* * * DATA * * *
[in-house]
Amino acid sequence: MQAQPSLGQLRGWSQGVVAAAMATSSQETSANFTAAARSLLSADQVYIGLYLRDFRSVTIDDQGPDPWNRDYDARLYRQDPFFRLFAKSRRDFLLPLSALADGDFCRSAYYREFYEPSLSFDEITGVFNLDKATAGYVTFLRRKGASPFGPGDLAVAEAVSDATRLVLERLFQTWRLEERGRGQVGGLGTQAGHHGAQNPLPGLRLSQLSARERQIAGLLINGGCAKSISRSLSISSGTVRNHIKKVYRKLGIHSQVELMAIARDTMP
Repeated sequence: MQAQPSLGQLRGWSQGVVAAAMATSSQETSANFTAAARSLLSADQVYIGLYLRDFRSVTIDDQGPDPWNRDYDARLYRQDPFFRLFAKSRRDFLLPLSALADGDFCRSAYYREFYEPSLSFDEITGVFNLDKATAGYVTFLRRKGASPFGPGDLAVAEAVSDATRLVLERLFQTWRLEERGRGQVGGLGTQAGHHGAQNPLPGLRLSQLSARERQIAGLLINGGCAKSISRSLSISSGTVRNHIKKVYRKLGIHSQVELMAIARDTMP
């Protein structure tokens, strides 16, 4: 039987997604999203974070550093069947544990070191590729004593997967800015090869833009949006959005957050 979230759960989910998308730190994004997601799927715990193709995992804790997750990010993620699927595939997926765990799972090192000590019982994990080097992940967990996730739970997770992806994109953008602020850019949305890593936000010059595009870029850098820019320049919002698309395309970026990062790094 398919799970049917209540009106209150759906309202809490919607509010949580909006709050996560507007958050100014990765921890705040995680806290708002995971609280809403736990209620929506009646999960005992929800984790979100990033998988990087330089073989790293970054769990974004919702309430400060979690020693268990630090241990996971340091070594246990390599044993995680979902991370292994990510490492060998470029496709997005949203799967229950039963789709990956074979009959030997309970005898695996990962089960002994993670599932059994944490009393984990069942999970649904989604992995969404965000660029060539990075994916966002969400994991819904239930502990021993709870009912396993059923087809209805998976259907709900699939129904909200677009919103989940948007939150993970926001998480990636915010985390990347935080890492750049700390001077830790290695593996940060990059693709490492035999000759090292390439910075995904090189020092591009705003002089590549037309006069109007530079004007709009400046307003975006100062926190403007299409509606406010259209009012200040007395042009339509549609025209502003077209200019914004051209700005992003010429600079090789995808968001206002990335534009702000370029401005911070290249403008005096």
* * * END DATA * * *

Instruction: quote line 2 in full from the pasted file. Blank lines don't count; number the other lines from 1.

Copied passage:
Amino acid sequence: MQAQPSLGQLRGWSQGVVAAAMATSSQETSANFTAAARSLLSADQVYIGLYLRDFRSVTIDDQGPDPWNRDYDARLYRQDPFFRLFAKSRRDFLLPLSALADGDFCRSAYYREFYEPSLSFDEITGVFNLDKATAGYVTFLRRKGASPFGPGDLAVAEAVSDATRLVLERLFQTWRLEERGRGQVGGLGTQAGHHGAQNPLPGLRLSQLSARERQIAGLLINGGCAKSISRSLSISSGTVRNHIKKVYRKLGIHSQVELMAIARDTMP